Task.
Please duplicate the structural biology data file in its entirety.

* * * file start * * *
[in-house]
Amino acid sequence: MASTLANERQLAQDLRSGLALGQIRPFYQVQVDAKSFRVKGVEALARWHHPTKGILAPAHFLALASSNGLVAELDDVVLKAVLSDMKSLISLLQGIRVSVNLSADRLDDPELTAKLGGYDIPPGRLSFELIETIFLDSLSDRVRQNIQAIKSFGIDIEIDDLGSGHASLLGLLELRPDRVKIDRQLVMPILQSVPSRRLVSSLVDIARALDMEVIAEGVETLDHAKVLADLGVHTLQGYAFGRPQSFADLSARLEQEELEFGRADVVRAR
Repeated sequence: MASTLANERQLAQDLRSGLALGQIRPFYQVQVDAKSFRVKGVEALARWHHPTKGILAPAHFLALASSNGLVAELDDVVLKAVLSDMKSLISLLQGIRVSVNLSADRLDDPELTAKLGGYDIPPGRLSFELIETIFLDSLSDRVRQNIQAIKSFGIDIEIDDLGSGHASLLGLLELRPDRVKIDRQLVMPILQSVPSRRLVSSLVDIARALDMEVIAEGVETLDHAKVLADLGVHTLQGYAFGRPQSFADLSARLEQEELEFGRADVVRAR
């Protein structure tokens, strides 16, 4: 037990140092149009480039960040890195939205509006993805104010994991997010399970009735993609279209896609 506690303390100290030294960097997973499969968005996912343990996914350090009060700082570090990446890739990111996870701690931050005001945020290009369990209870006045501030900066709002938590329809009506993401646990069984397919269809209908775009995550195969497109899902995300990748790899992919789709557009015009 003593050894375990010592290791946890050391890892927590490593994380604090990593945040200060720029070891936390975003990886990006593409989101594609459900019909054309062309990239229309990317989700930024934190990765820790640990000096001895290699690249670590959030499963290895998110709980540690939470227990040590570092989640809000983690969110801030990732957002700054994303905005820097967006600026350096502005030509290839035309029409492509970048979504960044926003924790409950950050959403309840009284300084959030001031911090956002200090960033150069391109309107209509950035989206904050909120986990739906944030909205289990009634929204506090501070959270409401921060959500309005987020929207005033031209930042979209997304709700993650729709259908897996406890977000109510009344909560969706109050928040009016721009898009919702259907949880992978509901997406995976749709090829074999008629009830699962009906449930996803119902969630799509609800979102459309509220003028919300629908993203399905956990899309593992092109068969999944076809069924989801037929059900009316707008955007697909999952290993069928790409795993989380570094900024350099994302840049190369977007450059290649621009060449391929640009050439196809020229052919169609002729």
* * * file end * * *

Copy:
[in-house]
Amino acid sequence: MASTLANERQLAQDLRSGLALGQIRPFYQVQVDAKSFRVKGVEALARWHHPTKGILAPAHFLALASSNGLVAELDDVVLKAVLSDMKSLISLLQGIRVSVNLSADRLDDPELTAKLGGYDIPPGRLSFELIETIFLDSLSDRVRQNIQAIKSFGIDIEIDDLGSGHASLLGLLELRPDRVKIDRQLVMPILQSVPSRRLVSSLVDIARALDMEVIAEGVETLDHAKVLADLGVHTLQGYAFGRPQSFADLSARLEQEELEFGRADVVRAR
Repeated sequence: MASTLANERQLAQDLRSGLALGQIRPFYQVQVDAKSFRVKGVEALARWHHPTKGILAPAHFLALASSNGLVAELDDVVLKAVLSDMKSLISLLQGIRVSVNLSADRLDDPELTAKLGGYDIPPGRLSFELIETIFLDSLSDRVRQNIQAIKSFGIDIEIDDLGSGHASLLGLLELRPDRVKIDRQLVMPILQSVPSRRLVSSLVDIARALDMEVIAEGVETLDHAKVLADLGVHTLQGYAFGRPQSFADLSARLEQEELEFGRADVVRAR
């Protein structure tokens, strides 16, 4: 037990140092149009480039960040890195939205509006993805104010994991997010399970009735993609279209896609 506690303390100290030294960097997973499969968005996912343990996914350090009060700082570090990446890739990111996870701690931050005001945020290009369990209870006045501030900066709002938590329809009506993401646990069984397919269809209908775009995550195969497109899902995300990748790899992919789709557009015009 003593050894375990010592290791946890050391890892927590490593994380604090990593945040200060720029070891936390975003990886990006593409989101594609459900019909054309062309990239229309990317989700930024934190990765820790640990000096001895290699690249670590959030499963290895998110709980540690939470227990040590570092989640809000983690969110801030990732957002700054994303905005820097967006600026350096502005030509290839035309029409492509970048979504960044926003924790409950950050959403309840009284300084959030001031911090956002200090960033150069391109309107209509950035989206904050909120986990739906944030909205289990009634929204506090501070959270409401921060959500309005987020929207005033031209930042979209997304709700993650729709259908897996406890977000109510009344909560969706109050928040009016721009898009919702259907949880992978509901997406995976749709090829074999008629009830699962009906449930996803119902969630799509609800979102459309509220003028919300629908993203399905956990899309593992092109068969999944076809069924989801037929059900009316707008955007697909999952290993069928790409795993989380570094900024350099994302840049190369977007450059290649621009060449391929640009050439196809020229052919169609002729």